Each week, as a physician and adjunct clinical professor of medicine, I assign one or two essays to the medical students and residents in my charge. While many hours are spent teaching them the nuts and bolts of clinical diagnosis and treatment in internal medicine, these reading assignments are my modest effort to speak deeply to the oft-neglected culture and vocation of medicine. A 1924 speech from a British Lord on Law and Manners, a poignant poem from Robert Frost, a tragic essay from a small town family practitioner and a speech from the renowned physician, Sir William Osler, are just a few of the selections I place in my students’ hands. But while the sources and topics selected may vary, the message is often the same.
But what does that mean? Let me explain.
To be sure, there is so much you can regret or ruminate about the past. There is even more you can worry about the future. And while reflection is good and planning is necessary, our obsessive, distracted tendency is to leave the present moment (the only authentic time in which we can live) robbed of its true fullness. Now as a physician there is no question, patients can tell in a moment if you are distracted, disinterested or detached. We have enough struggles with obtaining a sound history, performing a focused exam, considering the diagnosis and treatment strategy all while typing and staying engaged within a fifteen to thirty minute time window. But we can never forget that it is vital in a vocation dealing with the most human of concerns and the most vulnerable of considerations to be present, to be engaged. If you have trouble with your cable television and call the help line, you can tell in ten seconds (if you can get through the maddening automated phone tree) if the person on the other end of the line can help you. Are they reading a script? Are they creative enough to work around pat answers? Do they seem to listen? Do they seem to authentically care? The difference between the person who grudgingly punches the clock and the person who is eager to help is the difference between someone doing what they need to do and someone doing what they ought to do.
Doing what you ought to, instead of simply what you need to is the essence of being intentional.
Sir William Osler, a brilliant and deeply compassionate internist who effectively put Johns Hopkins Medical School and Hospital on the map, spoke eloquently of a key feature of intentionality. In a speech he gave at Yale in 1913 called A Way of Life, he recalled,
Much worried as to the future, partly about the final examination, partly as to what I should do afterwards, I picked up a volume of [Thomas] Carlyle, and on the page I opened there was the familiar sentence – “Our main business is not to see what lies dimly at a distance, but to do what lies clearly at hand.” A commonplace sentiment enough, but it hit and stuck and helped, and was the starting-point of a habit that has enabled me to utilize to the full the single talent entrusted to me.
“Not to see what lies dimly at a distance, but to do what lies clearly at hand.” That means we must let go of our obsession with controlling the future or relitigating the past and to reassert our wonder at and engagement with the present. That is true intentionality.
But to live intentionally is an active process constantly encroached upon by fear and guilt and worry and fatigue. To live intentionally requires us to accept elements of uncertainty, to cope with the inextinguishable reality of imperfection (our own and that of others), to reasonably reflect on the past and prudently plan for the future, and to open our eyes wide to the rich but all-too-fleeting moments of joy and wonder in the here-and-now.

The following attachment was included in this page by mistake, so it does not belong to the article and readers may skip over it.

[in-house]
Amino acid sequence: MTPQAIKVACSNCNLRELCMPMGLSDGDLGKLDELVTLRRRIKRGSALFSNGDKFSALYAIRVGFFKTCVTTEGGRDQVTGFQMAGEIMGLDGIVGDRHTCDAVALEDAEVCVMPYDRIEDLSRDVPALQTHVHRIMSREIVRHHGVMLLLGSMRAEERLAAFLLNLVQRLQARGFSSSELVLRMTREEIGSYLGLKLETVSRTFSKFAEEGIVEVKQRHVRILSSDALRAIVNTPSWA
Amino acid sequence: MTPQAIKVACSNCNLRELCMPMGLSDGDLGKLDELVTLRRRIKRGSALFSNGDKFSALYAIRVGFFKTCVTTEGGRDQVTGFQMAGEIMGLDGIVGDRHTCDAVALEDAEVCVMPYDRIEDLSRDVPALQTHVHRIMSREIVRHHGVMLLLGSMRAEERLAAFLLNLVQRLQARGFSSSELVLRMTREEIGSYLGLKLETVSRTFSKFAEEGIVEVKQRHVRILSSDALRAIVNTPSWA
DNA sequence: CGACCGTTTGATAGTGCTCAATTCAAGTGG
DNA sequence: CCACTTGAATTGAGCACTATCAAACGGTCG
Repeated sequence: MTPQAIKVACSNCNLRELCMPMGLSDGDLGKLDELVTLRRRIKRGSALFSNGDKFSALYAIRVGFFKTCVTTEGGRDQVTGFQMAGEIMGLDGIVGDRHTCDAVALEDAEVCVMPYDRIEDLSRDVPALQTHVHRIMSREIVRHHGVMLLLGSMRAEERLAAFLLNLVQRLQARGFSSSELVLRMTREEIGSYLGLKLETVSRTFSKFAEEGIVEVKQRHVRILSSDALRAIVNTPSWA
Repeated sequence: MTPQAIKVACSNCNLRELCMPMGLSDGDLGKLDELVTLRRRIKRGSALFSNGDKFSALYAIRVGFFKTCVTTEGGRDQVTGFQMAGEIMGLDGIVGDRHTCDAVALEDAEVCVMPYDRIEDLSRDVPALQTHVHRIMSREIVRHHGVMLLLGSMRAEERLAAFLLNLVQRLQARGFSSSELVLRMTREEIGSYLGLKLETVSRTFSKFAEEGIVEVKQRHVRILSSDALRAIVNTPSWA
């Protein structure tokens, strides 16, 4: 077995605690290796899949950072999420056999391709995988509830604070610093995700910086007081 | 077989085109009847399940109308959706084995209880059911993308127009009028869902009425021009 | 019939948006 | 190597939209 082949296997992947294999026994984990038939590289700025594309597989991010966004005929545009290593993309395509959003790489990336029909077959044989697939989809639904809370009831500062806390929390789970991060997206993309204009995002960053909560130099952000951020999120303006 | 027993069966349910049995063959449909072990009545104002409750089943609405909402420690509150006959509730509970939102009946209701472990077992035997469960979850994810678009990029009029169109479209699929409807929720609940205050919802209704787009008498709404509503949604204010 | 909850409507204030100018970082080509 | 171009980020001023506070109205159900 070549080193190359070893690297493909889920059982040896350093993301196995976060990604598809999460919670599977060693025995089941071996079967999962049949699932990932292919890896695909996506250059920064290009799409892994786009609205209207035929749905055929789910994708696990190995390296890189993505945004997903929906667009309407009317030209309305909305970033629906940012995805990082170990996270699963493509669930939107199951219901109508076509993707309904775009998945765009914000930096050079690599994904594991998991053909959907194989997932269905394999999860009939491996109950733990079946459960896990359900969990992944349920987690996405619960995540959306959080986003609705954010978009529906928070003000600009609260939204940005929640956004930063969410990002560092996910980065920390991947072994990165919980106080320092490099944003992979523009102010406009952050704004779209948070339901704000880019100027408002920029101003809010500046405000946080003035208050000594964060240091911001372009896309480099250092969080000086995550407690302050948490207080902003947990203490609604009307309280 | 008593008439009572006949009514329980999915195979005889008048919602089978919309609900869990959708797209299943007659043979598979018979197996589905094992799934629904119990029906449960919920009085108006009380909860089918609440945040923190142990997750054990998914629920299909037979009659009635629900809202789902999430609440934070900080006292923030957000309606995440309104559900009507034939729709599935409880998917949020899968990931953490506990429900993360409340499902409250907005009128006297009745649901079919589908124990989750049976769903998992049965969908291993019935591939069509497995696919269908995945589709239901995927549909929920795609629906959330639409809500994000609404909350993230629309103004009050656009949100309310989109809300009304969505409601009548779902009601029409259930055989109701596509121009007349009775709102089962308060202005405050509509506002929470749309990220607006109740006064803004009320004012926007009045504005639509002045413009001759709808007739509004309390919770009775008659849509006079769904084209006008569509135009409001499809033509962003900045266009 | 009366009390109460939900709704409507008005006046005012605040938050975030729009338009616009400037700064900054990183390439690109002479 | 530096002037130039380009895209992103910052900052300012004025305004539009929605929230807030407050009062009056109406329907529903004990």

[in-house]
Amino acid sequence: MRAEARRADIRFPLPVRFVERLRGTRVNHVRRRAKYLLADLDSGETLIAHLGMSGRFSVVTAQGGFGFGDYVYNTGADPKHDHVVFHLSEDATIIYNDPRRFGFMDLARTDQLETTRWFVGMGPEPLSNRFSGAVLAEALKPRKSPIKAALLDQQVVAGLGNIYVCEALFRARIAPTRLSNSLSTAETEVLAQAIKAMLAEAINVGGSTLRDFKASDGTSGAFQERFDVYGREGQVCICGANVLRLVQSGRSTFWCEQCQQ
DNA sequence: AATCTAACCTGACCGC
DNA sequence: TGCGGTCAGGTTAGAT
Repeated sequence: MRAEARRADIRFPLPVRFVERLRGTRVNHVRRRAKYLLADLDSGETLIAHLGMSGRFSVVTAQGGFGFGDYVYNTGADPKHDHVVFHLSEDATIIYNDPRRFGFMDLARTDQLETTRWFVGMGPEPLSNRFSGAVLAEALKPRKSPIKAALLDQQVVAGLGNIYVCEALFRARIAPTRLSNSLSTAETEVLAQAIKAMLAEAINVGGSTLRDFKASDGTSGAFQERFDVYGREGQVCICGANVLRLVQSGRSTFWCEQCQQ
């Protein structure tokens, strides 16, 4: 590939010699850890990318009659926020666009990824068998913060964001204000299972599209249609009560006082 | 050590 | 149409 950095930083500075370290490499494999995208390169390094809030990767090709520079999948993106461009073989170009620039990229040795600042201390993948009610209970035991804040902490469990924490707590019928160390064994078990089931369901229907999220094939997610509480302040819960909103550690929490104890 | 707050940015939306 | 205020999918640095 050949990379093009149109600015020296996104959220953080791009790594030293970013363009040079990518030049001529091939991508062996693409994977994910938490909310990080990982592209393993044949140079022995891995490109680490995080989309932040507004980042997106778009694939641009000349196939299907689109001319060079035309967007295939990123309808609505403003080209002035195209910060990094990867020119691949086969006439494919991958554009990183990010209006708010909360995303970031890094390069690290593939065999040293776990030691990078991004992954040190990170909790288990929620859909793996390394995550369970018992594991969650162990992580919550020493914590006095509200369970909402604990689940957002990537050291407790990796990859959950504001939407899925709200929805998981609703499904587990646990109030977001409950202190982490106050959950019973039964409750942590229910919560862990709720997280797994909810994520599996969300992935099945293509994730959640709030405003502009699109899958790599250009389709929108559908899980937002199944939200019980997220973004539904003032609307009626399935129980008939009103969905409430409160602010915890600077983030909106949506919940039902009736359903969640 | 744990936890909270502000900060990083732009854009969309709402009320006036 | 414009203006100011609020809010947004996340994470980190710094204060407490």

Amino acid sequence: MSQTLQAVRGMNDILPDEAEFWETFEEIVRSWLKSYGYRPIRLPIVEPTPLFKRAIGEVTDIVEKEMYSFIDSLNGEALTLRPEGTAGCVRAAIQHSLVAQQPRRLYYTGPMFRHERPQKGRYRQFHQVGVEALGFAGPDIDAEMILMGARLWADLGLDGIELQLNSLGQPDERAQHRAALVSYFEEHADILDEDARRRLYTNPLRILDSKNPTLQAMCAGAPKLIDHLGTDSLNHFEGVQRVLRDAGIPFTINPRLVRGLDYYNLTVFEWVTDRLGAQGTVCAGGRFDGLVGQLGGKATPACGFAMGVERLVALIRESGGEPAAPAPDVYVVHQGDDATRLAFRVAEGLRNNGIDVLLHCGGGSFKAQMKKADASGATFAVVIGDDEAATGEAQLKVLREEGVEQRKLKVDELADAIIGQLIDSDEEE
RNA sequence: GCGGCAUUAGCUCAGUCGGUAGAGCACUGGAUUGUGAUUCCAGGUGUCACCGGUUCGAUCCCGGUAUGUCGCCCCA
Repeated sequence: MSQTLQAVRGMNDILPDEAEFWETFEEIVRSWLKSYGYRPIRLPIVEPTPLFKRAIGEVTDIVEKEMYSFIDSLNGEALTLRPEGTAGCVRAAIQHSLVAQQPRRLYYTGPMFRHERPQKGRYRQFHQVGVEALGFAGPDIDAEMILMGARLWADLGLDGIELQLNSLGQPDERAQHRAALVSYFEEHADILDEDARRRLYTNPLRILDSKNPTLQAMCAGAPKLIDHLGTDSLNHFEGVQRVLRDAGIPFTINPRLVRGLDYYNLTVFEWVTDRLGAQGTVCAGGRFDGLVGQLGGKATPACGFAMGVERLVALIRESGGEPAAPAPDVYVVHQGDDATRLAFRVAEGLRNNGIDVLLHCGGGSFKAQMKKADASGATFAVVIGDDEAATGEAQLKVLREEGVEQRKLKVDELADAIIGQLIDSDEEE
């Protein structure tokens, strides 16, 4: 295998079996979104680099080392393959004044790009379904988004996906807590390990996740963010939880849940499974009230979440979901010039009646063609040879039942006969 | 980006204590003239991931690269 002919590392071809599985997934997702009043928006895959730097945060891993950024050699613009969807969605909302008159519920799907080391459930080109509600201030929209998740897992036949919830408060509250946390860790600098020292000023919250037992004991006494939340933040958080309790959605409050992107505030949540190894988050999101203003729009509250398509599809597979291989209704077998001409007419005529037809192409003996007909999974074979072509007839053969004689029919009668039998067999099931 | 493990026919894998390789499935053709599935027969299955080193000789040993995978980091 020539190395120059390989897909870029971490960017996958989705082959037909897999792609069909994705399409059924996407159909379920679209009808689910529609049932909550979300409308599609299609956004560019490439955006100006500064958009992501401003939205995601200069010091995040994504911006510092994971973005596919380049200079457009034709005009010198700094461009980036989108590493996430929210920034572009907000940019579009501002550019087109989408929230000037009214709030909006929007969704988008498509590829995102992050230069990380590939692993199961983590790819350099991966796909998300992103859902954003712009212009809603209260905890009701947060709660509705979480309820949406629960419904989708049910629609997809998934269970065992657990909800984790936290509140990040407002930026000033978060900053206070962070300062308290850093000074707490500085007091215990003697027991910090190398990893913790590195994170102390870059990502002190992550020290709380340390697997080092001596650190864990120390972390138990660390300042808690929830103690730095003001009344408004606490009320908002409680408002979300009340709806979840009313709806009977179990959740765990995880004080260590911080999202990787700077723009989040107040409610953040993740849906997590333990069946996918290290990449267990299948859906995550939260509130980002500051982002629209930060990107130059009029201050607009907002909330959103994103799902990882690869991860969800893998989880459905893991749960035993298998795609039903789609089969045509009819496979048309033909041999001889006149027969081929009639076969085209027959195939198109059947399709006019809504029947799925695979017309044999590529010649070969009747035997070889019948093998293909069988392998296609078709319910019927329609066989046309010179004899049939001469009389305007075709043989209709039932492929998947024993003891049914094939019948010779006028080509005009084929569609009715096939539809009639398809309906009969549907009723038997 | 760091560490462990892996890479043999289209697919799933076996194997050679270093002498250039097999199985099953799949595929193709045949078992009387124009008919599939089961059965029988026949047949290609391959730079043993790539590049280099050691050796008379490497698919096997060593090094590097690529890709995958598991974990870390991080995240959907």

Too many people are trapped in the past and caged by the future. I, too often, am one of them. But while we are so fettered, our children grow up before us, our spouse waits, our parents age, our patients search us and our seasons drift from the fresh green of spring to the last death rattle of fall. Were we there? Were we present? Or did we miss the utterly vital for the infinitely trivial?
The masterful poet, Seamus Haney, epitomized intentionality in a portion of Clearances, a series of eight sonnets penned in honor of his deceased mother,
When all the others were away at Mass I was all hers as we peeled potatoes. They broke the silence, let fall one by one Like solder weeping off the soldering iron: Cold comforts set between us, things to share Gleaming in a bucket of clean water. And again let fall. Little pleasant splashes From each other’s work would bring us to our senses. So while the parish priest at her bedside Went hammer and tongs at the prayers for the dying And some were responding and some crying I remembered her head bent towards my head, Her breath in mine, our fluent dipping knives— Never closer the whole rest of our lives.
To be present to the moment – intentional – in an act as mundane as peeling potatoes with your mother, could yield an experience in which the boy and his mother were “never closer the whole rest of our lives.”
As I reflect on the essays and poems and speeches I hand to my students, I am by reminded William Osler and Robert Frost and Seamus Heaney and countless others that being intentional is not doctor’s work.
It is the indispensable work of each and every human being.
Today – right now – let us not strain to see what lies dimly at a distance.
Let us labor to do what lies clearly at hand.
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